Take the 2-minute tour ×
Mathematics Stack Exchange is a question and answer site for people studying math at any level and professionals in related fields. It's 100% free, no registration required.

I am struggling with the way to write a clear and mathematical proof of logical theorems. Take for example the theorem $\Gamma \models A, \Gamma \subseteq \Delta$ implies $\Delta \models A$. I can prove it this way:

If every formula in $\Delta$ is validated, then that validates every formula in $\Gamma$, which validates $A$.

But how do I prove such thing with mathematical language?

share|improve this question
    
What exactly dies "validated" mean here? Spell that out a bit, and you will have your desired proof. –  Peter Smith May 15 '13 at 18:19
1  
If the word "validated" was used in the definition of $\models$ (and was, therefore, defined beforehand), then you might not need to spell it out, but otherwise I agree with Peter that you should. –  Andreas Blass May 15 '13 at 20:55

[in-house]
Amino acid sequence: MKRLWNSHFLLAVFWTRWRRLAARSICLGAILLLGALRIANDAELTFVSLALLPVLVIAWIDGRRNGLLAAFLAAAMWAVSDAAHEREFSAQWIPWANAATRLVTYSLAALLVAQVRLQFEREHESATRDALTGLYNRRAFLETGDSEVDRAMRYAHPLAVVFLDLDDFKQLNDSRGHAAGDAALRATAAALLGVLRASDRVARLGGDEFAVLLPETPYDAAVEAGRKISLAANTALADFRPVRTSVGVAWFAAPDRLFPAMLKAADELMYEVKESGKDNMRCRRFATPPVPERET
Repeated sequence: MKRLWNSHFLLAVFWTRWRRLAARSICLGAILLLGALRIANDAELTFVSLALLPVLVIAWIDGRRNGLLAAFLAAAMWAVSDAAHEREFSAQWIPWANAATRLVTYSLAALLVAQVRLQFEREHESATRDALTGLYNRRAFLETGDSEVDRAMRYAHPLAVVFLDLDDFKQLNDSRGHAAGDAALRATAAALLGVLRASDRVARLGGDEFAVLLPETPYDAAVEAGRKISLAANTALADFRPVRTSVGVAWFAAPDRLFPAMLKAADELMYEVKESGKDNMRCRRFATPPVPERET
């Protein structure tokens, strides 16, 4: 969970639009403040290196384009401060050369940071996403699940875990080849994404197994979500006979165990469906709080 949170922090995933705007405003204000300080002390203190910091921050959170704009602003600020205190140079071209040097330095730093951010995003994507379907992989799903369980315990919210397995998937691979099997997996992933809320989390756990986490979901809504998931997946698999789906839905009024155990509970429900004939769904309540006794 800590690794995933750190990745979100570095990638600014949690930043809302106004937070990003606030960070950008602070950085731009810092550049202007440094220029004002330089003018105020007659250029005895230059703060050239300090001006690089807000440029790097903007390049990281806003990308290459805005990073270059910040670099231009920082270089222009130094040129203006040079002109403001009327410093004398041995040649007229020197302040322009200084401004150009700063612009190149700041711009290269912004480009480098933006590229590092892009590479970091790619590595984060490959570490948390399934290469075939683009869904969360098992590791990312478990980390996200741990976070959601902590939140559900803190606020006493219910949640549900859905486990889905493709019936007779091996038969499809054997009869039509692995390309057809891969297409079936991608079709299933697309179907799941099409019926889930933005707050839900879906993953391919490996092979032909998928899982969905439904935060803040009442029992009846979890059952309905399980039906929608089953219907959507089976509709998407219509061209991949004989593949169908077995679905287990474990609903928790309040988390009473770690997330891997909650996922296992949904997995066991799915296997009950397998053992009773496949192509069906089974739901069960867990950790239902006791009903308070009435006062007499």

1 Answer 1

A proof of the above fact needs the definitions :

(i) $Γ \vDash A$ iff for every interpretation $\mathcal M$, if all formulae in $\Gamma$ are true in $\mathcal M$, then also $A$ is

and :

(ii) $\Gamma \subseteq \Delta$ iff for every formula $\alpha$, if $\alpha \in \Gamma$, then $\alpha \in \Delta$.

Consider now an interpretation $\mathcal M$: due to the fact that $\Gamma \subseteq \Delta$, if all formulae in $\Delta$ are true in $\mathcal M$, then $\mathcal M$ will be also a model for all formulae in $\Gamma$ (which are among those in $\Delta$).

But $A$ is true in every model of $\Gamma$; thus, for every interpretation $\mathcal M$, if $\mathcal M$ is a model for all formulae in $\Delta$, then also $A$ is true in $\mathcal M$, i.e.

$\Delta \vDash A$.

share|improve this answer

Your Answer

 
discard

By posting your answer, you agree to the privacy policy and terms of service.

Not the answer you're looking for? Browse other questions tagged or ask your own question.